Myths of job creation

Nice essay on Five Myths about job creation in the Post recently.  Myth #1 "Surely there's a quick fix."  Ummm, nope.  Everybody needs to get that through their head.  An informative and quick read.

Birthday blogging

I'm 38 today.  I'm quite the rounder-upper, though, so I've already been thinking of myself as 38 for a while.  One of those ages that don't really seem to mean much.  I figured I was already "late 30's" and I've still got a couple years before the milestone 40.  Actually, I felt like 36 was a big deal, as so much pop culture, etc., is supposedly based on the "coveted 18-35 year old demographic."  So, I haven't been coveted by anybody (Kim?) for a few years now.


On Good teaching

I’ve been meaning to write a post for a bit on this really interesting Atlantic article on what makes a good teacher.  It’s based on extensive analysis of the Teach for America program.  As this week I was actually notified that I won the “Outstanding Teacher Award” from NC State’s College of Humanities and Social Science, this seems like a good time to get around to it.  I really don’t want to be bragging, but if I cannot share my pleasure at this with my loyal blog readers, who can I share it with?  Of my professional goals, my first was tenure, which I received a few years ago, but the second has been to receive a teaching award.  As anybody who knows me knows, teaching is hugely important to me and certainly the most personally important aspect of my job as a professor, so it’s very meaningful to be validated in this regard.  Now, I’ve got two remaining professional goals– get my damn book finished and published and make full professor.  Then, I can just hang it up, I suppose.  All that by the way as a long preface for saying that going by the standards of a great teacher in the Atlantic article, I definitely come up short:

First, great teachers tended to set big goals for their students. They were also perpetually looking for ways to improve their effectiveness. For example, when Farr called up teachers who were making remarkable gains and asked to visit their classrooms, he noticed he’d get a similar response from all of them: “They’d say, ‘You’re welcome to come, but I have to warn you—I am in the middle of just blowing up my classroom structure and changing my reading workshop because I think it’s not working as well as it could.’ When you hear that over and over, and you don’t hear that from other teachers, you start to form a hypothesis.” Great teachers, he concluded, constantly reevaluate what they are doing.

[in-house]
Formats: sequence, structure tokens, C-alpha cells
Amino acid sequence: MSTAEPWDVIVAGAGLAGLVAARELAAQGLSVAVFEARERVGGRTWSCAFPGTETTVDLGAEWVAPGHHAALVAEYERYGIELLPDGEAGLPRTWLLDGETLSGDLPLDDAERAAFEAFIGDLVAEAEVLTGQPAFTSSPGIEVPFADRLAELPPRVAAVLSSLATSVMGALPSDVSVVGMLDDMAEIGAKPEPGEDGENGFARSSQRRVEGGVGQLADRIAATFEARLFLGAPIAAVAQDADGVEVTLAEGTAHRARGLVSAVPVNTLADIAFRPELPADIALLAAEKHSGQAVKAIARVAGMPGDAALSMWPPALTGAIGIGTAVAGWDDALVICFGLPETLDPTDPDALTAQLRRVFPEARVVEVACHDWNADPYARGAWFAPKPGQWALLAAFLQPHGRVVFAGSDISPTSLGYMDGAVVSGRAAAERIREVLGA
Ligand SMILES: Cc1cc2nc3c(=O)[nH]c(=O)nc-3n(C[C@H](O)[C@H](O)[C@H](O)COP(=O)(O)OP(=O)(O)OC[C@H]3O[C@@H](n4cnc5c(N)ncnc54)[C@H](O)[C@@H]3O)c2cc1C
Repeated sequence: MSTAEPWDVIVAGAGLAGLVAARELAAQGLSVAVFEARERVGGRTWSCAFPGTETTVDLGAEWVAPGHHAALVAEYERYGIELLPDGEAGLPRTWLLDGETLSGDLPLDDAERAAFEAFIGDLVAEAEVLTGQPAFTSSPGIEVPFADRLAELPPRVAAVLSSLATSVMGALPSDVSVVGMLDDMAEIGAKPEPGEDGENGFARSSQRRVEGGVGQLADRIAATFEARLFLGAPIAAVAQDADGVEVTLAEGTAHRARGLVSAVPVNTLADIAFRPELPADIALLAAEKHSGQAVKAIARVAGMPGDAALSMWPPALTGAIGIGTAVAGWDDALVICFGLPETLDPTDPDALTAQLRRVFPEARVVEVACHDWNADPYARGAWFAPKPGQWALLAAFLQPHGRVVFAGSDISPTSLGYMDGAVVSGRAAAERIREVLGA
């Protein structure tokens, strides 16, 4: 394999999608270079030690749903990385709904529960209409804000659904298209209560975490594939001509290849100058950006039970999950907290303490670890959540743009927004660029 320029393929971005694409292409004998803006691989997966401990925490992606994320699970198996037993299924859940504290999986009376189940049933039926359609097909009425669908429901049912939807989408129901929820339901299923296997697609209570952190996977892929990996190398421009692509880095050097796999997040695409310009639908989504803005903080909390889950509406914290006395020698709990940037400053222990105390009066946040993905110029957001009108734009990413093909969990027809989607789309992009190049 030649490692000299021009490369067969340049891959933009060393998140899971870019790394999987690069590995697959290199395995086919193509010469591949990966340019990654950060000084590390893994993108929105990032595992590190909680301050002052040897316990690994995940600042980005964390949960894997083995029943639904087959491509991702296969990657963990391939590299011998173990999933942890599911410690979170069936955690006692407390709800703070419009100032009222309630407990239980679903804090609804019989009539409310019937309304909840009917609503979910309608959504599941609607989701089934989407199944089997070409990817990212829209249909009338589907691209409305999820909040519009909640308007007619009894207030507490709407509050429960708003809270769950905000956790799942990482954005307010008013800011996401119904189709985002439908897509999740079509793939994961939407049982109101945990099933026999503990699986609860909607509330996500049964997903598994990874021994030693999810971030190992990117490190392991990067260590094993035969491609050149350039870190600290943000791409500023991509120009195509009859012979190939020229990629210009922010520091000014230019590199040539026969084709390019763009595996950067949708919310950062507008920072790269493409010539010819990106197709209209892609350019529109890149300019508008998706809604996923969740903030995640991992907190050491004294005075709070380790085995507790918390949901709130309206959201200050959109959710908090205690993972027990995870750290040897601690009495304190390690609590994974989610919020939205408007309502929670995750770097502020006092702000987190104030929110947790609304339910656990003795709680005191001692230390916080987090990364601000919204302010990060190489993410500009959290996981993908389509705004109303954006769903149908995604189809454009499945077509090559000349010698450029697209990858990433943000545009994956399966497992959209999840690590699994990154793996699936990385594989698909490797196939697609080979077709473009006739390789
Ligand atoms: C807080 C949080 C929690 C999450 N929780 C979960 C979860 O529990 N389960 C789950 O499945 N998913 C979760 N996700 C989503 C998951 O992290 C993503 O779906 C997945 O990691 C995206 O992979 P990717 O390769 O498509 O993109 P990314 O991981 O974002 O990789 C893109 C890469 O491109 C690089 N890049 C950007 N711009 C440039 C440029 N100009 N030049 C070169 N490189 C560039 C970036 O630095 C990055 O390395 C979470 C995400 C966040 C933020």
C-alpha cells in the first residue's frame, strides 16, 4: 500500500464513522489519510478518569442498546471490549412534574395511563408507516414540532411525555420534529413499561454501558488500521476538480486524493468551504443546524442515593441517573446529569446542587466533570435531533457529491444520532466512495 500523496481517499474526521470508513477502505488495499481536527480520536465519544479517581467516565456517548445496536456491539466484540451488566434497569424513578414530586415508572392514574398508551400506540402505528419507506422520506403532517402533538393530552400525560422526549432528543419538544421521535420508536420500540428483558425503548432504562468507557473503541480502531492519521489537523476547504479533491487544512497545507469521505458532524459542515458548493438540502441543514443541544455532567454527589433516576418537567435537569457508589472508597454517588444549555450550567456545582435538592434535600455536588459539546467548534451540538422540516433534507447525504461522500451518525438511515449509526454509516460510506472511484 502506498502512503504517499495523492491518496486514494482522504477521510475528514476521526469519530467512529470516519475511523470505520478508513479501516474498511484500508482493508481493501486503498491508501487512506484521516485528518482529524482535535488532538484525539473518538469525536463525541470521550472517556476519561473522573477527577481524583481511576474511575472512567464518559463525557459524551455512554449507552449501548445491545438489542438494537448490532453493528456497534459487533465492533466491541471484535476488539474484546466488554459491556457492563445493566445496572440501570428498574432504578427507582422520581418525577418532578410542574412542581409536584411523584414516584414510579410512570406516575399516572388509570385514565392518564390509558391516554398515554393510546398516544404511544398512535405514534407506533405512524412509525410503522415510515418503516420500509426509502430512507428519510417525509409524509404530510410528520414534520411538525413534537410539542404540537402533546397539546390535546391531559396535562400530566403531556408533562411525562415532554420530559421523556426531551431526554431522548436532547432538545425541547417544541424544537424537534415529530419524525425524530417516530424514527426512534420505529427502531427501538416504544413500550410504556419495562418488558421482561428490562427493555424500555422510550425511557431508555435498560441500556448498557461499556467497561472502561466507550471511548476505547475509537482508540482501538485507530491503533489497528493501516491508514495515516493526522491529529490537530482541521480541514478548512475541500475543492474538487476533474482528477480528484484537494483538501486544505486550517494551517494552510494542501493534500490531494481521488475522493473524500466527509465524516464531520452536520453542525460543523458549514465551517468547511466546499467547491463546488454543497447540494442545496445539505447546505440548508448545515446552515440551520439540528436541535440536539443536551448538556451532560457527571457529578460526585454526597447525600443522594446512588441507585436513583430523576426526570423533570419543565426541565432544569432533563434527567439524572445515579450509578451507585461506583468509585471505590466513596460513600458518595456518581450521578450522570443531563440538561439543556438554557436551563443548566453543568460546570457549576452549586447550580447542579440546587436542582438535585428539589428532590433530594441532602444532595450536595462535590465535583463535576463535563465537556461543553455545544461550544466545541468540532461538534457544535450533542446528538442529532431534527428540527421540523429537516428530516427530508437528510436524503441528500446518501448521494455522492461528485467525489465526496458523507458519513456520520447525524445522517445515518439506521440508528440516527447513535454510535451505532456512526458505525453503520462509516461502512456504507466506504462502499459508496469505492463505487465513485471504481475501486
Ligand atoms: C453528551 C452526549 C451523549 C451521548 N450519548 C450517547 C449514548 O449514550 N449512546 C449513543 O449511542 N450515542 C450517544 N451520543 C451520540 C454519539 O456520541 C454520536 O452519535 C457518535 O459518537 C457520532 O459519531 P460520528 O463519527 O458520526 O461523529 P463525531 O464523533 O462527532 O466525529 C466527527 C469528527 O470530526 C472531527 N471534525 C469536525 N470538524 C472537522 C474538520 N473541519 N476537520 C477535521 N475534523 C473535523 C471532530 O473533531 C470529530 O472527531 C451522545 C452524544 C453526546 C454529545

Superstar teachers had four other tendencies in common: they avidly recruited students and their families into the process; they maintained focus, ensuring that everything they did contributed to student learning; they planned exhaustively and purposefully—for the next day or the year ahead—by working backward from the desired outcome; and they worked relentlessly, refusing to surrender to the combined menaces of poverty, bureaucracy, and budgetary shortfalls.

Surely, there’s some significant differences between successful college teaching and being successful in Teach for America (upon which the analysis was based), but man do all fall woefully short on all those metrics.  Constantly re-evaluating?  Yes, but I’m certainly not ever making radical changes to my classes.  Planning “exhaustively and purposefully”?  No way.  Working backward from desired outcomes?  Nope.  Oh well.  Yet, I do think I do a pretty solid job of not only entertaining my students (I’ve got that part totally down), but actually educating them.  Ever since David started elementary school, I’ve really intrigued by the subject of teacher quality (shout out here to Kingswood Elementary’s Hollie Johnson, definitely the best I’ve seen), so I found this analysis of the qualities that make the best teachers really interesting.  You ought to read it.  And, if you are interested in the topic and never read Gladwell’s great article comparing identifying good teachers to identifying good potential NFL quarterbacks, it is a must read.

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